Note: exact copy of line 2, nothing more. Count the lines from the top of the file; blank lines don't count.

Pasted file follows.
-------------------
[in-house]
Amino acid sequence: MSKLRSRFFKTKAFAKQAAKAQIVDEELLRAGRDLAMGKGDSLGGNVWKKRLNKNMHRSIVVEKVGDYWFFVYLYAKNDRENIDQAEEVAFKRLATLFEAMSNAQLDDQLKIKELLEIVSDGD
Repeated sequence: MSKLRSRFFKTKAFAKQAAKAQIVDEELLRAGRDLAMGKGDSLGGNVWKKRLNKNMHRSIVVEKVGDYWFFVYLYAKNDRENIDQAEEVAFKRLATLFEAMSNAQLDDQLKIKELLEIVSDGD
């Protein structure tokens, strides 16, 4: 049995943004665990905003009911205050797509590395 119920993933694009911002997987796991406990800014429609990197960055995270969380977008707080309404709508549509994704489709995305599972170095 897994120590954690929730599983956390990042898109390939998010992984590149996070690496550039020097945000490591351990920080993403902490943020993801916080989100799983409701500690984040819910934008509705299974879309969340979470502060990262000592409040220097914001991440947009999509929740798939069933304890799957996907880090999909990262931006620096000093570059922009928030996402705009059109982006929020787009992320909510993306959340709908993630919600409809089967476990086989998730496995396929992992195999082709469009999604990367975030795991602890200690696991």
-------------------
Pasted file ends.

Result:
Amino acid sequence: MSKLRSRFFKTKAFAKQAAKAQIVDEELLRAGRDLAMGKGDSLGGNVWKKRLNKNMHRSIVVEKVGDYWFFVYLYAKNDRENIDQAEEVAFKRLATLFEAMSNAQLDDQLKIKELLEIVSDGD